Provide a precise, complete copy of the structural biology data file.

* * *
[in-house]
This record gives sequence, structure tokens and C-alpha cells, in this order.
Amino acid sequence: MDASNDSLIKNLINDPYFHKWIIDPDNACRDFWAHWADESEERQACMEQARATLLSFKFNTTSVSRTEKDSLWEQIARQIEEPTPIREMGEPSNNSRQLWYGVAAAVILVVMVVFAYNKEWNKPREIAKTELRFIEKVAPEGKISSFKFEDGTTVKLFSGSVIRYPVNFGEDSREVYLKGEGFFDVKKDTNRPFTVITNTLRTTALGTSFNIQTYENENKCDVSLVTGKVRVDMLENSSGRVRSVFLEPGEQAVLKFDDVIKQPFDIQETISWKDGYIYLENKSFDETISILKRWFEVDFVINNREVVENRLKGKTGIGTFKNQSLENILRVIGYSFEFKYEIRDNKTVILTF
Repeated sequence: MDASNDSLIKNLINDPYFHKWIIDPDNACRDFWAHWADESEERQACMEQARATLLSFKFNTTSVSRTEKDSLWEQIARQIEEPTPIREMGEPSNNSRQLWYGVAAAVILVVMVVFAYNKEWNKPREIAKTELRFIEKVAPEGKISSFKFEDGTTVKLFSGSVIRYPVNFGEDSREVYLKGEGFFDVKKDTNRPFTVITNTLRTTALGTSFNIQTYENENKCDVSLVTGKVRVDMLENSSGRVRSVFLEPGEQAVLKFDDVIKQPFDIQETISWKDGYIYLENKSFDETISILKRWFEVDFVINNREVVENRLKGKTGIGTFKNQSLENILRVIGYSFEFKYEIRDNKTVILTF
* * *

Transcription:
[in-house]
This record gives sequence, structure tokens and C-alpha cells, in this order.
Amino acid sequence: MDASNDSLIKNLINDPYFHKWIIDPDNACRDFWAHWADESEERQACMEQARATLLSFKFNTTSVSRTEKDSLWEQIARQIEEPTPIREMGEPSNNSRQLWYGVAAAVILVVMVVFAYNKEWNKPREIAKTELRFIEKVAPEGKISSFKFEDGTTVKLFSGSVIRYPVNFGEDSREVYLKGEGFFDVKKDTNRPFTVITNTLRTTALGTSFNIQTYENENKCDVSLVTGKVRVDMLENSSGRVRSVFLEPGEQAVLKFDDVIKQPFDIQETISWKDGYIYLENKSFDETISILKRWFEVDFVINNREVVENRLKGKTGIGTFKNQSLENILRVIGYSFEFKYEIRDNKTVILTF
Repeated sequence: MDASNDSLIKNLINDPYFHKWIIDPDNACRDFWAHWADESEERQACMEQARATLLSFKFNTTSVSRTEKDSLWEQIARQIEEPTPIREMGEPSNNSRQLWYGVAAAVILVVMVVFAYNKEWNKPREIAKTELRFIEKVAPEGKISSFKFEDGTTVKLFSGSVIRYPVNFGEDSREVYLKGEGFFDVKKDTNRPFTVITNTLRTTALGTSFNIQTYENENKCDVSLVTGKVRVDMLENSSGRVRSVFLEPGEQAVLKFDDVIKQPFDIQETISWKDGYIYLENKSFDETISILKRWFEVDFVINNREVVENRLKGKTGIGTFKNQSLENILRVIGYSFEFKYEIRDNKTVILTF